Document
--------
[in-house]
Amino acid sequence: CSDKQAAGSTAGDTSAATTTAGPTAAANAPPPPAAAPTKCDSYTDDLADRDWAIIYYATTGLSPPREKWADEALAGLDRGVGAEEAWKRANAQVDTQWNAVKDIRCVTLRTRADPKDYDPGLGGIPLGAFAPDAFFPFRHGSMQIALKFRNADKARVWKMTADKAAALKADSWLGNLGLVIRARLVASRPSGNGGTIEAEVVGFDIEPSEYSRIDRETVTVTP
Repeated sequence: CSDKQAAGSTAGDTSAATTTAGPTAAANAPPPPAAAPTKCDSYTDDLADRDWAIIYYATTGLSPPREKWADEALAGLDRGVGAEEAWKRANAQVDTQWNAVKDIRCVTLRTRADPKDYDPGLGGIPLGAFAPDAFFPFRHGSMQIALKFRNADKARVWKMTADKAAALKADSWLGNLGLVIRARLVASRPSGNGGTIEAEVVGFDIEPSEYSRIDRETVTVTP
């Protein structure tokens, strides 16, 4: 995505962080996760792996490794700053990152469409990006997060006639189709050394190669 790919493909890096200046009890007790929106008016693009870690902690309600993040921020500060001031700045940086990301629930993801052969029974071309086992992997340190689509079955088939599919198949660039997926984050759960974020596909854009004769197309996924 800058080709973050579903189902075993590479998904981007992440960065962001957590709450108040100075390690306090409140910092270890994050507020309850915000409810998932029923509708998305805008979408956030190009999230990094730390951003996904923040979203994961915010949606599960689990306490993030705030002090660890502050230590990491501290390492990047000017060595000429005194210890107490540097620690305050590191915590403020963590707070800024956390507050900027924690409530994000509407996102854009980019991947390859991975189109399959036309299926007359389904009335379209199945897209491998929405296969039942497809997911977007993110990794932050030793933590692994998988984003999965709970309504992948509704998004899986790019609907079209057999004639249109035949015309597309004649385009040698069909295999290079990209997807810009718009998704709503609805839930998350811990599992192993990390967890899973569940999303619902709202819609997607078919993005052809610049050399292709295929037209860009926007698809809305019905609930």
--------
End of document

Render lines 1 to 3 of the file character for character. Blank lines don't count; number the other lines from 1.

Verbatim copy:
[in-house]
Amino acid sequence: CSDKQAAGSTAGDTSAATTTAGPTAAANAPPPPAAAPTKCDSYTDDLADRDWAIIYYATTGLSPPREKWADEALAGLDRGVGAEEAWKRANAQVDTQWNAVKDIRCVTLRTRADPKDYDPGLGGIPLGAFAPDAFFPFRHGSMQIALKFRNADKARVWKMTADKAAALKADSWLGNLGLVIRARLVASRPSGNGGTIEAEVVGFDIEPSEYSRIDRETVTVTP
Repeated sequence: CSDKQAAGSTAGDTSAATTTAGPTAAANAPPPPAAAPTKCDSYTDDLADRDWAIIYYATTGLSPPREKWADEALAGLDRGVGAEEAWKRANAQVDTQWNAVKDIRCVTLRTRADPKDYDPGLGGIPLGAFAPDAFFPFRHGSMQIALKFRNADKARVWKMTADKAAALKADSWLGNLGLVIRARLVASRPSGNGGTIEAEVVGFDIEPSEYSRIDRETVTVTP